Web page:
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‘We’re all in it together:' Orlando food pantry meets increasing need

Stephanie Bowman overcame adversity eventually starting nonprofit One Heart for Women and Children

It’s no secret Central Florida has been hit hard by the economic shutdown caused by the COVID-19 pandemic.

Millions of jobs have been lost and people are in need.

But we’ve also seen the community step up. People like Stephanie Bowman who founded One Heart For Women and Children in College Park.

Bowman has been helping families in need for years but she says the last few months have been unprecedented.

“Fifteen weeks ago COVID-19 started and everything drastically changed here at One Heart,” Bowman said.

She says lately her pantry full of food just doesn’t last quite as long.

“Prior to COVID-19 we were helping about 3,000 people each month and now we’re helping over 20,000 people.”

A steady stream of cars lines the street in front of a small warehouse on Rio Grande Avenue in Orlando. They’re waiting for one of the few parking spots to open up. Bowman along with most food pantries have adopted a drive up process for food distribution.

“Gloves on, mask on and we ask them to pop the trunk,” Bowman said as volunteers rolled carts full of groceries across the pavement under a hot sun.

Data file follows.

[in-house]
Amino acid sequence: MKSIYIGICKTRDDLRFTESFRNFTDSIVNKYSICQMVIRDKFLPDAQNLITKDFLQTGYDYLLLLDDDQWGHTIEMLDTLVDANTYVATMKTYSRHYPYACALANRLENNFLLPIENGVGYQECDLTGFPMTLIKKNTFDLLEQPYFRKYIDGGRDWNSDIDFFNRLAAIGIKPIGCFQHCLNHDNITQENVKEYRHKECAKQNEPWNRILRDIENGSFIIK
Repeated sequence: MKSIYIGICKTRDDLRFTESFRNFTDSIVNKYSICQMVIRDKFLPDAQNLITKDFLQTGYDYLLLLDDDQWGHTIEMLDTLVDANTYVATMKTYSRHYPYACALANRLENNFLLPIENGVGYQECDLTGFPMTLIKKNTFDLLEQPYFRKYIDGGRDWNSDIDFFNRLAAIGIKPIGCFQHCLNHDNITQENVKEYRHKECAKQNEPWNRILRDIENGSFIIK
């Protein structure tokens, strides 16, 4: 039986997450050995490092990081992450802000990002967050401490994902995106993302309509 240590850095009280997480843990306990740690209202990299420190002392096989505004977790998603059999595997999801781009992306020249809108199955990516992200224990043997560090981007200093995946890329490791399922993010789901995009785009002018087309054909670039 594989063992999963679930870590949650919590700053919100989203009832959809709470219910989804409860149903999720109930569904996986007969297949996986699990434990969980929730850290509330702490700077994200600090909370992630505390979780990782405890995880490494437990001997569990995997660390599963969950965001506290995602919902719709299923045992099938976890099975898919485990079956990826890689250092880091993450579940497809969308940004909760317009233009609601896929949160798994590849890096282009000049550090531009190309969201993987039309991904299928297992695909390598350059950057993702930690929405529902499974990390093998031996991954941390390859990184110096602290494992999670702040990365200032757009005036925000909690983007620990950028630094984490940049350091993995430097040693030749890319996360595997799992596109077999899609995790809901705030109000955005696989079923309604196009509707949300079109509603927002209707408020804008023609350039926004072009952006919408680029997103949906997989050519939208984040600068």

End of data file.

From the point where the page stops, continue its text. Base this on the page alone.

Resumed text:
That’s what it’s been like for months.

To keep up with demand they’ve added traffic control.

Wearing a neon yellow vest, volunteer, Donna Gregory keeps an eye on traffic as she guides visitors in and out of the parking lot.

“We’ve got about seven spots right here and that’s prime real estate for me,” Gregory said with a laugh.

She has plenty of experience.

“I have been directing traffic for about 25 years in valet parking but there’s no use for that right now so I’m here helping the community, helping Stephanie.”

That seems to be the sentiment here. Volunteers with newfound time on their hands willing to help their neighbors.

“I love that we’re all in it together, as a family,” Bowman said. “We are one unit. we are one heart.”

Bowman is right there along side those volunteers, loading cars and talking with her clients. She’ll tell you each car that pulls in comes with a story and she should know.

“I was homeless with my children running from domestic violence and we were homeless and eating out of dumpsters,” Bowman said.

Twelve years later, and a few short miles from where she slept on the street, Bowman is getting results so that other families won’t have to do the same.

“On our watch nobody will have to eat out of a dumpster. On our watch nobody will have to go hungry,” she said.

“Oh yes, she’s getting results. She is just wonderful, what she does for the community is unbelievable,” Gregory said. “I don’t think she’s ever met a stranger.”

Bowman said One heart for Women and Children relies on volunteers and donations to stay open. If you would like to help contact: helponeheart@gmail.com or visit their website at oneheartforwomenandchildren.org


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